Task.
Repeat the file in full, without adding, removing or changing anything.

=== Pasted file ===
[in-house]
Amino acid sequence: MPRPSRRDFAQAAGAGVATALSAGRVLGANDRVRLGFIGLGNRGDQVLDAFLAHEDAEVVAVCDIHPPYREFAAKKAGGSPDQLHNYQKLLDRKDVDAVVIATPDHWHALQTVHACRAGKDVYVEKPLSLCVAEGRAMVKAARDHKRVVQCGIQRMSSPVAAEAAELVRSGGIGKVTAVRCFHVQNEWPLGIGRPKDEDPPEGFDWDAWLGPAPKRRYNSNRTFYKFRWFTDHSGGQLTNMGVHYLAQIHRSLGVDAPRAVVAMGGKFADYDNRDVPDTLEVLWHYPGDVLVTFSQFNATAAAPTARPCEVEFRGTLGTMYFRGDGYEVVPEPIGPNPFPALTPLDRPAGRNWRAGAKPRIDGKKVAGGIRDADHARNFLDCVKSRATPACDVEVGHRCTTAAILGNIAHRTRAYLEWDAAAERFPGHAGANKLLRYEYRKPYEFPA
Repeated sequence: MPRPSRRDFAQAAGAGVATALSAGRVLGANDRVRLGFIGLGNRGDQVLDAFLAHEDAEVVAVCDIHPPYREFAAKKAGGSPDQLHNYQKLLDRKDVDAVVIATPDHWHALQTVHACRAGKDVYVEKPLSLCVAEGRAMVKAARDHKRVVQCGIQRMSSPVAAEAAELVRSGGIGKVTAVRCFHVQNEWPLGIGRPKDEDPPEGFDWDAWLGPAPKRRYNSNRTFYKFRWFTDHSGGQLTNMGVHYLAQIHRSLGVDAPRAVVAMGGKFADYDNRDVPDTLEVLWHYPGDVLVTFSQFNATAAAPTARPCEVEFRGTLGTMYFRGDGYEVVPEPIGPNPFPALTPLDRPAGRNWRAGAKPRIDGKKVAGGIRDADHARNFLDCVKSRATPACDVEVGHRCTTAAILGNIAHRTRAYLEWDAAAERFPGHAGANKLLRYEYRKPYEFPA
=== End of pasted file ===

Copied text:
[in-house]
Amino acid sequence: MPRPSRRDFAQAAGAGVATALSAGRVLGANDRVRLGFIGLGNRGDQVLDAFLAHEDAEVVAVCDIHPPYREFAAKKAGGSPDQLHNYQKLLDRKDVDAVVIATPDHWHALQTVHACRAGKDVYVEKPLSLCVAEGRAMVKAARDHKRVVQCGIQRMSSPVAAEAAELVRSGGIGKVTAVRCFHVQNEWPLGIGRPKDEDPPEGFDWDAWLGPAPKRRYNSNRTFYKFRWFTDHSGGQLTNMGVHYLAQIHRSLGVDAPRAVVAMGGKFADYDNRDVPDTLEVLWHYPGDVLVTFSQFNATAAAPTARPCEVEFRGTLGTMYFRGDGYEVVPEPIGPNPFPALTPLDRPAGRNWRAGAKPRIDGKKVAGGIRDADHARNFLDCVKSRATPACDVEVGHRCTTAAILGNIAHRTRAYLEWDAAAERFPGHAGANKLLRYEYRKPYEFPA
Repeated sequence: MPRPSRRDFAQAAGAGVATALSAGRVLGANDRVRLGFIGLGNRGDQVLDAFLAHEDAEVVAVCDIHPPYREFAAKKAGGSPDQLHNYQKLLDRKDVDAVVIATPDHWHALQTVHACRAGKDVYVEKPLSLCVAEGRAMVKAARDHKRVVQCGIQRMSSPVAAEAAELVRSGGIGKVTAVRCFHVQNEWPLGIGRPKDEDPPEGFDWDAWLGPAPKRRYNSNRTFYKFRWFTDHSGGQLTNMGVHYLAQIHRSLGVDAPRAVVAMGGKFADYDNRDVPDTLEVLWHYPGDVLVTFSQFNATAAAPTARPCEVEFRGTLGTMYFRGDGYEVVPEPIGPNPFPALTPLDRPAGRNWRAGAKPRIDGKKVAGGIRDADHARNFLDCVKSRATPACDVEVGHRCTTAAILGNIAHRTRAYLEWDAAAERFPGHAGANKLLRYEYRKPYEFPA